KABUL (Reuters) - U.S. authorities have urged President Hamid Karzai to create a new executive post to help improve day-to-day governance in Afghanistan, Karzai’s chief spokesman said Wednesday.
The matter was discussed during Karzai’s visit to Washington two weeks ago but the president “has made no decision” on it, spokesman Humayoun Hamidzada said.
“Among other subjects, during the president’s visit, the creation of an executive post was raised by some American authorities,” Hamidzada said.
Karzai’s office this week rejected a New York Times newspaper report that Afghan-born former U.S. ambassador Zalmay Khalilzad might be given a role akin to a “chief executive officer” of Afghanistan.
“Afghanistan is a sovereign country and takes its decisions in the light of the constitution and Afghans’ interests,” Hamidzada said.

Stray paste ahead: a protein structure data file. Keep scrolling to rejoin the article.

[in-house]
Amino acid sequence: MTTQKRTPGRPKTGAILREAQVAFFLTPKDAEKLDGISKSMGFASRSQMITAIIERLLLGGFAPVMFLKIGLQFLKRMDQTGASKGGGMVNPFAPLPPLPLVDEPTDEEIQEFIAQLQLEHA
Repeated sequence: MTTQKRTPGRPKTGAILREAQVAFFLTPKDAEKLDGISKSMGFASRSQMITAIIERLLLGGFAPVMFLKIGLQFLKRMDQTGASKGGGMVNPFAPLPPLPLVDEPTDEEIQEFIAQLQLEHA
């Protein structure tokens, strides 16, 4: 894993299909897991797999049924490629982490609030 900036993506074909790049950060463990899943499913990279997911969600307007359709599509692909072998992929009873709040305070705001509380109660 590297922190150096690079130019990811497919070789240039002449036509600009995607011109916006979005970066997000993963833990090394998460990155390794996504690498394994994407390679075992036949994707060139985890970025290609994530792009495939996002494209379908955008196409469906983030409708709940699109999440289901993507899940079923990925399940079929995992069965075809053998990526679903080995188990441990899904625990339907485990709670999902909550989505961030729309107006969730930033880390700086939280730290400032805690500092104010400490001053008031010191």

Khalilzad served as former President George W. Bush’s ambassador to Afghanistan, Iraq and the United Nations. Because of his influence, he was known by many Afghans as the “viceroy of Kabul” when he served as U.S. envoy in Afghanistan in 2003-05.
Karzai has been leading Afghanistan since the Taliban’s removal from power in 2001. He won the country’s first direct vote in 2001 and is widely seen as likely to be re-elected, despite waning popularity at home and abroad.
There is no constitutional role for a prime minister or “chief executive” in Afghanistan who could exercise authority independently of the president.
Editing by Paul Tait